I can’t imagine any other piece of cloth carrying so much history, authority, importance, humility, common sense and love.

Wild Women of the Old West

Posted on

Often unsung heroines, the women who trailblazed (alongside their husbands, or on their own through the loss of said man along the trail, or who headed west to forge a new way of living) were the backbone of settlements.  Without the women, there would have been no way for a man to survive for long.  I grew up in Kansas, and my father’s ancestors were immigrants from Denmark who travelled west to Kansas in covered wagons in the 1880s; the farm which my great-great grandfather built was eventually inherited by my grandfather, and many of my happy childhood memories are associated with that farmstead.  Looking back through family photos, there’s not a photo of a weak woman among them; weak women (or men, for that matter) simply didn’t survive.  They became the strength that built the West.

For a 46-minute documentary on the importance of the pioneer woman, and the legends that grew up around the likes of Calamity Jane, Annie Oakley and Belle Starr, please click on the image below.  It’s well worth the time to watch, when you have a moment!

Annie Oakley

Annie Oakley

Family History: A Moment of Profound Change, 1899

Posted on

Family histories are fascinating, and each one is unique:  They mirror the changing times, the cultures in which they form, and here in Switzerland they often represent the international, innovative and traditional yet open mindset of the Swiss.  I was born and raised in America, immigrated to Scotland at the age of 20, and eventually met my Swiss husband there.  So “my” family history spans from the frontier plains of Kansas to the Highlands of Scotland to the Swiss Alps.  A few years ago I put together a Swiss family history and photo album, digitalizing faded, torn, close-to-extinction photographs.  Here’s one of the family stories.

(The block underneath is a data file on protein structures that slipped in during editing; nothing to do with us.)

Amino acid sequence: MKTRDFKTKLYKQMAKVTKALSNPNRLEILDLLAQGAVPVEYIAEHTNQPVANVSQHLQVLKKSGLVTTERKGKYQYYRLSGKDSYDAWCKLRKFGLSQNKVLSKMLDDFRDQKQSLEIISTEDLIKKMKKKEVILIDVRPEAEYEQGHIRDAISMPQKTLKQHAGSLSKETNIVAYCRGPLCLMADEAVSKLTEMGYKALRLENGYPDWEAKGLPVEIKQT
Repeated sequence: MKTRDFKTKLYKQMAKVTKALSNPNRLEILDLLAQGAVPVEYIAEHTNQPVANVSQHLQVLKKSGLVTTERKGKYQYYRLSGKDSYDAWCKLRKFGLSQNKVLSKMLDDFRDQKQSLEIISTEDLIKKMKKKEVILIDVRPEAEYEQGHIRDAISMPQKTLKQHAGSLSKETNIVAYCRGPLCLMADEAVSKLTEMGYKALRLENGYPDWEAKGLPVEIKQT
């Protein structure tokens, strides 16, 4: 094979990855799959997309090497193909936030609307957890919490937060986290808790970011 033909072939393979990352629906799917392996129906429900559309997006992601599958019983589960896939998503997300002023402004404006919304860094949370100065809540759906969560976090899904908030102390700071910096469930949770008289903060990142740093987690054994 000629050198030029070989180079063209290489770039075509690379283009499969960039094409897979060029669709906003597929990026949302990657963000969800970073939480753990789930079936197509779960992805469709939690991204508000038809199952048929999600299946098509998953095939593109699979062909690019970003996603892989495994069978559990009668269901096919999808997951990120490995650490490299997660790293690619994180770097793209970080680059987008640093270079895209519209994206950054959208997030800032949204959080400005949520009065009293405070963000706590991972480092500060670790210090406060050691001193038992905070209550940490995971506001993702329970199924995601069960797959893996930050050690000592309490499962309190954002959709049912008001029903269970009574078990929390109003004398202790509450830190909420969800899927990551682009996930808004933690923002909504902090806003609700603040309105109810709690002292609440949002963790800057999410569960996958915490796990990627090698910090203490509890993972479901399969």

1899 - Tochter Elisabeth, Vater Josef German, Tochter Josephina Steinauer

1899 – Tochter Elisabeth, Vater Josef German, Tochter Josephina Steinauer

The photograph above was taken in 1899, on the occasion of the imminent emigration of Elisabeth Steinauer from Einsiedeln, Switzerland to America.  Her widowed father Josef and sister Josephina would never see her again; emigration was a permanent change back then, with only the extremely wealthy ever making a return voyage back to Europe to visit relations.  Elisabeth met a Mr. Schönbächler in Sacramento, California; they were married and settled down on the far side of the new frontier; up until at least 1960 she was still alive and well, writing letters home from America.  She was not without family, however; her elder sister Meinrada had emigrated to Sacramento 4 years earlier; incredibly she had done so as a single woman of 30 years old!  There she met a Swiss man by the name of Birchler, with whom she had actually gone to school with as children in Switzerland, and they were married.

By the time this photo was taken, Josephina had married Franz Xaver Hüsler of Einsiedeln, Switzerland,  and had had six of their eight children (only two of which preceded her in death).  One of her surviving children, Josef Hüsler, became my husband’s grandfather.

Though this will likely only be of interest to family members, below is the Hüsler Family Tree, from 1600 to present; I put it here so that it can be accessible to those who would like to see it.  It is incomplete, so if anyone has more information to add, please contact me in the comments below!  Click on the images to enlarge.Hüsler Stammbaum 1, 1600-1770sHüsler Stammbaum 2, 1780s-1930sHüsler Stammbaum 3, 1940s-Gegenwart

%d bloggers like this: